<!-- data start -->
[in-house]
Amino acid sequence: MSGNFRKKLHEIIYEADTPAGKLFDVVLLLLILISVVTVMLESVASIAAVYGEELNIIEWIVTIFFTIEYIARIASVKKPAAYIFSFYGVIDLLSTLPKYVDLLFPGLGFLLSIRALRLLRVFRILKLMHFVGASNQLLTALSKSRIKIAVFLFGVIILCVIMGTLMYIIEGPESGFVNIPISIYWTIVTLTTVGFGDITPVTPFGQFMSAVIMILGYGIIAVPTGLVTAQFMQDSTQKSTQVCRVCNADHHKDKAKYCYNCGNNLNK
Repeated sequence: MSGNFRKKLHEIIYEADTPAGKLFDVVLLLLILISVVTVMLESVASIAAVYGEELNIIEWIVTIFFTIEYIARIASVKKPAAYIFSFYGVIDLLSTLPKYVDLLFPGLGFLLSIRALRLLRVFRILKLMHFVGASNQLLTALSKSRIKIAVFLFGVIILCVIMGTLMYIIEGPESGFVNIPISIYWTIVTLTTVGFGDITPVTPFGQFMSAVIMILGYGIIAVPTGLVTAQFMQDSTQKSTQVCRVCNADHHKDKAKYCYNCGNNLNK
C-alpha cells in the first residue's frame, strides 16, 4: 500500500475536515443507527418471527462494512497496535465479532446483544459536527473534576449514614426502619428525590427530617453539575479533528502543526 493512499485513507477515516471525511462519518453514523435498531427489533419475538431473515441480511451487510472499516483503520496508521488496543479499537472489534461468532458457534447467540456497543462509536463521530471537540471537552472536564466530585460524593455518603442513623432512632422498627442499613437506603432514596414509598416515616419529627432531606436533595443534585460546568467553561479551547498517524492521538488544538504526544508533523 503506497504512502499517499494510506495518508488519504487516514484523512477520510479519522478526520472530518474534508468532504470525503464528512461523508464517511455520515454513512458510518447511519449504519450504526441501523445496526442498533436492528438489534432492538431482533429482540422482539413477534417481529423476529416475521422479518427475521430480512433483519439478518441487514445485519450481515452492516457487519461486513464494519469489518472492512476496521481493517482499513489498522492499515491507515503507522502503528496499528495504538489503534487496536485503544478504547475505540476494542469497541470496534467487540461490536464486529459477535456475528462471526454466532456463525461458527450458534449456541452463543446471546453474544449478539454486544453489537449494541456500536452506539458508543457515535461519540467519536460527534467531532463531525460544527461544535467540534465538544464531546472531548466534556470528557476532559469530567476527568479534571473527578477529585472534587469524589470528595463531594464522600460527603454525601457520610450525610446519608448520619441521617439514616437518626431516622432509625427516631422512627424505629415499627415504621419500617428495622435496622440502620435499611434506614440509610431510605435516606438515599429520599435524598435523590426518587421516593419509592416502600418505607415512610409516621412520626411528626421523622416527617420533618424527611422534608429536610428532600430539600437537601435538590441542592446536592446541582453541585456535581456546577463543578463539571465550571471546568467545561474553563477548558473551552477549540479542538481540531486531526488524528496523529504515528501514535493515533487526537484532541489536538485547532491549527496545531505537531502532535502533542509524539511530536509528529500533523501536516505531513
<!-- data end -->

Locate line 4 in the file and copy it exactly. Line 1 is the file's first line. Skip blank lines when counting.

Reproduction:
C-alpha cells in the first residue's frame, strides 16, 4: 500500500475536515443507527418471527462494512497496535465479532446483544459536527473534576449514614426502619428525590427530617453539575479533528502543526 493512499485513507477515516471525511462519518453514523435498531427489533419475538431473515441480511451487510472499516483503520496508521488496543479499537472489534461468532458457534447467540456497543462509536463521530471537540471537552472536564466530585460524593455518603442513623432512632422498627442499613437506603432514596414509598416515616419529627432531606436533595443534585460546568467553561479551547498517524492521538488544538504526544508533523 503506497504512502499517499494510506495518508488519504487516514484523512477520510479519522478526520472530518474534508468532504470525503464528512461523508464517511455520515454513512458510518447511519449504519450504526441501523445496526442498533436492528438489534432492538431482533429482540422482539413477534417481529423476529416475521422479518427475521430480512433483519439478518441487514445485519450481515452492516457487519461486513464494519469489518472492512476496521481493517482499513489498522492499515491507515503507522502503528496499528495504538489503534487496536485503544478504547475505540476494542469497541470496534467487540461490536464486529459477535456475528462471526454466532456463525461458527450458534449456541452463543446471546453474544449478539454486544453489537449494541456500536452506539458508543457515535461519540467519536460527534467531532463531525460544527461544535467540534465538544464531546472531548466534556470528557476532559469530567476527568479534571473527578477529585472534587469524589470528595463531594464522600460527603454525601457520610450525610446519608448520619441521617439514616437518626431516622432509625427516631422512627424505629415499627415504621419500617428495622435496622440502620435499611434506614440509610431510605435516606438515599429520599435524598435523590426518587421516593419509592416502600418505607415512610409516621412520626411528626421523622416527617420533618424527611422534608429536610428532600430539600437537601435538590441542592446536592446541582453541585456535581456546577463543578463539571465550571471546568467545561474553563477548558473551552477549540479542538481540531486531526488524528496523529504515528501514535493515533487526537484532541489536538485547532491549527496545531505537531502532535502533542509524539511530536509528529500533523501536516505531513